Seventy-two retired New York City police officers were among 106 people charged in one of the largest Social Security disability frauds ever. The New York Times called it a sprawling decades-long scheme in which false mental disability claims by as many as 1,000 people cost taxpayers hundreds of millions of dollars. Many of those charged collected 30,000 to $50,000 a year based on fabricated claims that they were completely incapacitated by serious psychiatric disorders. Many said their actions in response to the Sept. 11, 2001, terrorist attacks were responsible for their psychiatric conditions, such as post-traumatic stress disorder, anxiety or depression.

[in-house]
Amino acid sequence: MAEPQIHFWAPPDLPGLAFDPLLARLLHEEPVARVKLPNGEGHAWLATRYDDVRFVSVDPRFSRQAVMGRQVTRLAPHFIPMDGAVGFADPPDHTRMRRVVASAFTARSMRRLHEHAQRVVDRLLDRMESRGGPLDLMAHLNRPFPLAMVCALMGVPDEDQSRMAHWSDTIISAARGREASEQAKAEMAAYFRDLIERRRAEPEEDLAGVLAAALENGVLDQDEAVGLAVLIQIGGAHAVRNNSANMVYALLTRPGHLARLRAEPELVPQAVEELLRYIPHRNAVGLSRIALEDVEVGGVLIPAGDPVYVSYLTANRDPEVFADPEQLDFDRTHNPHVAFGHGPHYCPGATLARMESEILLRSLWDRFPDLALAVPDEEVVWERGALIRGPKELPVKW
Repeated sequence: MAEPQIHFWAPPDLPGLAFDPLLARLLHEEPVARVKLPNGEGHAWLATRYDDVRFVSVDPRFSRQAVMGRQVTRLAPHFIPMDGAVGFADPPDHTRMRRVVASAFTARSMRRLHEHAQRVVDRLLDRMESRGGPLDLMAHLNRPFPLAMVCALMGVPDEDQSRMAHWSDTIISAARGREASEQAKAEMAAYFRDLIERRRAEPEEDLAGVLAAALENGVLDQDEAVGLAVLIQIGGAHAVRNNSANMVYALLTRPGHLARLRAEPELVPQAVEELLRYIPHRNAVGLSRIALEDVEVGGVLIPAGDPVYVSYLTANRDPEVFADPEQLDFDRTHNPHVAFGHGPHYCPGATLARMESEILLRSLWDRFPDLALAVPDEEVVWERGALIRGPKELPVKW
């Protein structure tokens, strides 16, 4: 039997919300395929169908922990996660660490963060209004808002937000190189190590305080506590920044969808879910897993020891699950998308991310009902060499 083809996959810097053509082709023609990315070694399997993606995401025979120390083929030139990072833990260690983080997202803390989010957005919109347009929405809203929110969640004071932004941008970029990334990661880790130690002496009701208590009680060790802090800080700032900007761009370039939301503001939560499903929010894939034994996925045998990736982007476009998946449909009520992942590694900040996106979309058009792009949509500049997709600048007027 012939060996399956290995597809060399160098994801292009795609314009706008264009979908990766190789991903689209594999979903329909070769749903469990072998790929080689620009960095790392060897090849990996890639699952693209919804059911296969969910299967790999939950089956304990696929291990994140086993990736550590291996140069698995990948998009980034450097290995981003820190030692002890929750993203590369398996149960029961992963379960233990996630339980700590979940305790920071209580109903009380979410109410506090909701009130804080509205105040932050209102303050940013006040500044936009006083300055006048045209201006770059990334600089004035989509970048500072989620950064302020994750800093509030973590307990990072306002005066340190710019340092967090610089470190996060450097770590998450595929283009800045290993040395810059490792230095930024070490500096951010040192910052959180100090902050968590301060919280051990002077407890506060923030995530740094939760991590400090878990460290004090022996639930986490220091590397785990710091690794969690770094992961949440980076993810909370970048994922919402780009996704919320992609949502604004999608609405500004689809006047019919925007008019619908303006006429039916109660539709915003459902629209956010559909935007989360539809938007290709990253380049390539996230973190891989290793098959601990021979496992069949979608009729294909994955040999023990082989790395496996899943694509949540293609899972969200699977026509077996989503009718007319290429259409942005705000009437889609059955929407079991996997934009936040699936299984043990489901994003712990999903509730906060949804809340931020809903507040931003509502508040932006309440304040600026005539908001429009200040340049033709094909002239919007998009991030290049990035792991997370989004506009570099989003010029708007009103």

Their Facebook pages and other websites tell a starkly different story. Photos culled from the Internet show one riding a jet ski and others working at jobs ranging from helicopter pilot to martial arts instructor. One is shown fishing off the coast of Costa Rica and another sitting astride a motorcycle, while another appeared in a television news story selling cannoli at a festival. Prosecutors charge that they were coached by the scheme's organizers to appear disheveled and disoriented during interviews, in which doctors initially evaluated their disability applications before finding them to be mentally disabled and incapable of any work whatsoever. “The brazenness is shocking,” said Manhattan District Attorney Cyrus Vance.